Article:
ifconfig usb0 192.168.129.1 netmask 255.255.255.255 up route add -host 192.168.129.201 usb0 iptables -t nat -F iptables -t nat -A POSTROUTING -j SNAT -o ethX --to MY_IP echo 1 > /proc/sys/net/ipv4/ip_forward
Configure the Zaurus
Add a default route pointing to your linux PC:
__route add -host 192.168.129.1 usbd0__ __route delete -net 192.168.129.0/24 usbd0__ __route add default gw 192.168.129.1__
then edit /etc/resolv.conf to add the IP of your DNS server.
Add a line like this __nameserver xxx.xxx.xxx.xxx__ where xxx.xxx.xxx.xxx is the address of a nameserver as found in "/etc/resolv.conf".
To automate all of the above steps you can make it so when you put the Zaurus in the cradle it will automatically configure itself. This step is different depending on the distribution and you should look at the specific distributions howtos.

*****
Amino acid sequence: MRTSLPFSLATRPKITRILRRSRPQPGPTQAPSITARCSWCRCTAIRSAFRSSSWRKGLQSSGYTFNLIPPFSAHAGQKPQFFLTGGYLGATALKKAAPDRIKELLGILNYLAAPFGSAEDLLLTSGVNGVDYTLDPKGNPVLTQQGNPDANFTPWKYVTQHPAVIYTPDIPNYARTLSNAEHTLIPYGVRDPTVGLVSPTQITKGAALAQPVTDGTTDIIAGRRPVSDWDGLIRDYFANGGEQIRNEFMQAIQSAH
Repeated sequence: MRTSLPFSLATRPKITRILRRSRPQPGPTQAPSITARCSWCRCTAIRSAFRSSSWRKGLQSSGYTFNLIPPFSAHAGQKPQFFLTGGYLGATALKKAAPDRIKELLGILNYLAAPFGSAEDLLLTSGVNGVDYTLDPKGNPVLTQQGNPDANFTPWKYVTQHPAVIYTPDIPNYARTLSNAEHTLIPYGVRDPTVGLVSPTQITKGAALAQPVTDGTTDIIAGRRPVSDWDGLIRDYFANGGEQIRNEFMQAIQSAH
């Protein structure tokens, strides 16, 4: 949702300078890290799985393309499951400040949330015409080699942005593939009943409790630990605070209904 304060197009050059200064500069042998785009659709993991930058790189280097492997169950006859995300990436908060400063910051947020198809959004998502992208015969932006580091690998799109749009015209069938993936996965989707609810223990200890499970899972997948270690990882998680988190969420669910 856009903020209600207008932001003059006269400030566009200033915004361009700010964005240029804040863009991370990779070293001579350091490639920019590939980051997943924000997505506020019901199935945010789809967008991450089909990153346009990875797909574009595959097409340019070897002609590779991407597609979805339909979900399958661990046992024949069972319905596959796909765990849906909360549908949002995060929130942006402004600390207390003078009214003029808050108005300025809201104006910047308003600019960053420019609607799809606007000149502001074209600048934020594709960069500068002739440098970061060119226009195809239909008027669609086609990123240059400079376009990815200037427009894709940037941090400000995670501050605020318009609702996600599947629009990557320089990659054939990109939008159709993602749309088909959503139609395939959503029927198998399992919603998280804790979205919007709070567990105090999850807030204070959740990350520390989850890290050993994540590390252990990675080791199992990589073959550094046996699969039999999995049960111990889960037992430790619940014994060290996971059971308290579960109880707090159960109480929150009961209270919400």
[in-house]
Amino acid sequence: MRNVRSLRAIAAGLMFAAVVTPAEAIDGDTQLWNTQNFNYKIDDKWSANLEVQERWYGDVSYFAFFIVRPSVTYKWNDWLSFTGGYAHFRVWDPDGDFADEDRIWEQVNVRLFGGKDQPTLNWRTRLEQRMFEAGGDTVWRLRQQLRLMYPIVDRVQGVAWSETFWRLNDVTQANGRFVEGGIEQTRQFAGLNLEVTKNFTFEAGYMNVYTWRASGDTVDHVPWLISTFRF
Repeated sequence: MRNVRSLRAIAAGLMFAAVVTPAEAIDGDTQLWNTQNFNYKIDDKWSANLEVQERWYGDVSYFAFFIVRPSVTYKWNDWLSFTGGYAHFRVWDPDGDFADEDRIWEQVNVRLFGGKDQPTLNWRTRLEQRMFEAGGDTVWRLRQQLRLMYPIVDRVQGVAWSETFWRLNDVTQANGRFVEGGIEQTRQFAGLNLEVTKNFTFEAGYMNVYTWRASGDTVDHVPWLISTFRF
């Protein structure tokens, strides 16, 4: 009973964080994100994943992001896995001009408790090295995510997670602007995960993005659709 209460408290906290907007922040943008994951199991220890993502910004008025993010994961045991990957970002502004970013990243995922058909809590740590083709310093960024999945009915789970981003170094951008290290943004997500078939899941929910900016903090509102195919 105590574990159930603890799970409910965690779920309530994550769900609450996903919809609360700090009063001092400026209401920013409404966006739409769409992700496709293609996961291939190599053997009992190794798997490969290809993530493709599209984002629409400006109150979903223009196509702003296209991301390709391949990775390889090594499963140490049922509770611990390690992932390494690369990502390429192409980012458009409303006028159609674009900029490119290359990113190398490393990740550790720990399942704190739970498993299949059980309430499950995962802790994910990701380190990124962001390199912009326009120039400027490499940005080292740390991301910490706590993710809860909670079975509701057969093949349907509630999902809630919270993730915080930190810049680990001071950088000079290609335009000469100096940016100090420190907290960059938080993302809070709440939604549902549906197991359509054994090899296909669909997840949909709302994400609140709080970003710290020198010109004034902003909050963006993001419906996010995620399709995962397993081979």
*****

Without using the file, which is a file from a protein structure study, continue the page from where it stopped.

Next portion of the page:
Depending on your distribution the following may or may not work:
In order to have hotplug setup everything when you plug your Zaurus on your PC, you'll need to create a script /etc/hotplug/usb/usbdnet (/etc/hotplug/usb/usbnet is the default name for RHEL) that should look like this ( feel free to adapt it to your needs )
__Remember to replace eth0, 192.168.1.1, usb0, 192.168.129.1, and 192.168.129.201 with the correct values on your system!__
#! /bin/bash localIface=eth0 localIp=192.168.1.1 zIface=usb0 zIfaceIP=192.168.129.1 zIP=192.168.129.201
typeset -i num num=`ifconfig | grep $zIface | wc -l` if [ $num -eq 0 ] ; then ifconfig $zIface $zIfaceIP netmask 255.255.255.255 up route add -host $zIP $zIface fi iptables -t nat -F iptables -t nat -A POSTROUTING -j SNAT -o $localIface --to $localIp echo 1 > /proc/sys/net/ipv4/ip_forward